- Hens are usually brownish with buffy tipped breast feathers, while gobblers usually look almost black in color, and their breast feathers are tipped with black.
- Jakes and Gobblers both have beards or modified feathers that dangle from their chest (they look almost like miniature horse tails). Jake beards are about 2-5" long and gobbler beards are 5-12" long. About 10-20% of females can grow beards too, but it's not common.
- When you look at the fanned tails of a jake v. a gobbler, you'll see that jakes have longer tail feathers in the center, while gobblers have tail feathers of equal length all the way around. Check out the jake in the far right corner of the picture below, see the longer tail feathers in the middle?
Jakes and gobblers displaying to hens (Photo: Wiki commons).
I'm not going to go into sordid detail about the anatomy of wild turkeys, there are lots of great websites that have already done that, and I want to get to the snoods. So, if you'd like to know more, check out the National Wild Turkey Federation website.
So, What Is a Snood?
Biomimicry and 3D Printing: Emerging Technologies Together
Beetle wings and carapaces are a source of inspiration (Biomimicry) for materials in 3D printers. (Photo: Wikicommons)
Biomimicry and 3D Printing: Is That An Insect You're Wearing?
One of my greatest inspirations and passions in life is a field of science called biomimicry. When people hear the term for the first time they usually think of animals or insects "mimicking" a plant or animal through camouflage, like a moth blending into tree bark. Biomimicry is more than this. It is a combination of science, technology, mathematics, and engineering which looks to nature as a teacher to solve modern human design challenges. This is based on the idea that nature has had millions of years to work out design problems through evolutionary trial and error, using only naturally occurring and biodegradable materials. Biomimicry places value on the inherent wisdom and information that nature possesses, as opposed to what can be harvested, collected, or extracted from nature. The reason I like this field is because it brings together biologists, scientists, engineers, researchers, designers, those who make materials, design products, chemists, and more all to the same table, and all looking at nature differently. But how are biomimicry and 3D printing coming together?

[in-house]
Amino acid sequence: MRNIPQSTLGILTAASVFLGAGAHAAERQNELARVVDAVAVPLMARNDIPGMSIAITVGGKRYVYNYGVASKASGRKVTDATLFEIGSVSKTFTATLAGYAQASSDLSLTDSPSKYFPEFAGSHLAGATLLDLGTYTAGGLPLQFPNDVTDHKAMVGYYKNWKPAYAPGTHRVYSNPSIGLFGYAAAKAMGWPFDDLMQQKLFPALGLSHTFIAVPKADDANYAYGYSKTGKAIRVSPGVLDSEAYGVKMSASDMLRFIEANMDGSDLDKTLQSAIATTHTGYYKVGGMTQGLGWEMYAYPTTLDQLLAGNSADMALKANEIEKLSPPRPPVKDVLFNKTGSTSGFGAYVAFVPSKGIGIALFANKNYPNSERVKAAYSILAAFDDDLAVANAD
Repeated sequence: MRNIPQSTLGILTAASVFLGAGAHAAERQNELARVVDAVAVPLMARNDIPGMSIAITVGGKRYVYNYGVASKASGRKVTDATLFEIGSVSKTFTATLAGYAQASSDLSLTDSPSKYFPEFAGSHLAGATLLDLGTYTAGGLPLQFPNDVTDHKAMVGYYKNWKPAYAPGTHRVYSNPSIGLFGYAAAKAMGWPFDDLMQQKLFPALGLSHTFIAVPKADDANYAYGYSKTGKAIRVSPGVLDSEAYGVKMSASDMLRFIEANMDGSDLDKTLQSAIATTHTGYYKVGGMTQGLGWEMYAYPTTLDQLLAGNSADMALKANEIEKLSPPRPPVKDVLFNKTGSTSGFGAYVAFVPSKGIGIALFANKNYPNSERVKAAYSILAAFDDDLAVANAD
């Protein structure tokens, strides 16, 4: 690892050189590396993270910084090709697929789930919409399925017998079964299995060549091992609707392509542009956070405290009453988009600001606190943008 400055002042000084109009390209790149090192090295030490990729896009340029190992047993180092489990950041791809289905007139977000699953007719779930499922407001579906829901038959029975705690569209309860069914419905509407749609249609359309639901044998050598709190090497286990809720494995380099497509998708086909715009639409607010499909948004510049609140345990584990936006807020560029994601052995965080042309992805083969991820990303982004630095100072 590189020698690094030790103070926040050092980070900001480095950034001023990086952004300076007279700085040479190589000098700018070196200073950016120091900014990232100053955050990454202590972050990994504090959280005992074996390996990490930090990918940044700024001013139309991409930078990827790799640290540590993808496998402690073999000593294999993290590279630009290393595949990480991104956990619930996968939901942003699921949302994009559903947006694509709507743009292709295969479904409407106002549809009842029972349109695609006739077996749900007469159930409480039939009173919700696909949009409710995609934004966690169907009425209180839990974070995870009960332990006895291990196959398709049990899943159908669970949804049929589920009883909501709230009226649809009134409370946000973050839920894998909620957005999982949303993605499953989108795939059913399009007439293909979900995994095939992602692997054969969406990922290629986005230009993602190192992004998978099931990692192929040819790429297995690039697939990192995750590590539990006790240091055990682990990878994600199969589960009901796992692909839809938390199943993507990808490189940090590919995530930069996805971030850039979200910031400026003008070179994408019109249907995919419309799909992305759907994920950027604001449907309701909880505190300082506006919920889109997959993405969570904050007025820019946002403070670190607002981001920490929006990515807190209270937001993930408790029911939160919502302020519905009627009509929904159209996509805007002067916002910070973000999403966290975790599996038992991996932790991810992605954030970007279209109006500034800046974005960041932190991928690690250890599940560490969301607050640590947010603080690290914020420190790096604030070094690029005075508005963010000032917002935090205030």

Women: Biology of Cold Hands and Feet
Vintage postcard of a girl in winter. (Photo: Flicker sharing Cheryl Hicks)
Why Our Digits Are So Cold!
As the weather cools and the thermostats go up, a major distinction starts to arise between those who feel cold, and those who tend to run warm, and usually (though there are always exceptions) there's a major difference between the sexes. Guys, how many times have you been nice and warm, only to have your wife, girlfriend, or partner snuggle up and place her icy digits on you? Ladies, how nice is it to find that nice warm guy and just rest your icy numb fingers on him to warm up? Do you constantly deal with thermostat battles for how hot or cold it should be in the house? There is a clear reason why women get cold hands and feet, that's right, biology.
Let's face it, men and women are built differently, and there are some key differences in our physiology (From the US Army Institute of Environmental Medicine):
Three Sisters Gardening: Nutrition and Culture
An example of a Three Sister's garden (Photo: Sarah Braun Flicker Sharing).
The cultural and nutritional qualities of the Three Sisters
Guest Post: Anne Little Wolf with Karen McDonald
You may never have heard of the Three Sisters, but they are a part of most of our everyday lives, and as we enter the fall season you see them everywhere. The "sisters" consist of maize (Zea mays), beans (Phaseolus vulgaris) and squash (Cucurbita pepo). These three plants were staple crops of many of the Northeast Native American tribes in the late prehistoric and historic periods. Evidence for these crops dates back to Central and South America, with histories in the more recent North American Southwest, Plains, and Eastern North America. They were transported to Europe, and Africa, where they are eaten and grown together, much as Native Americans still do in this country.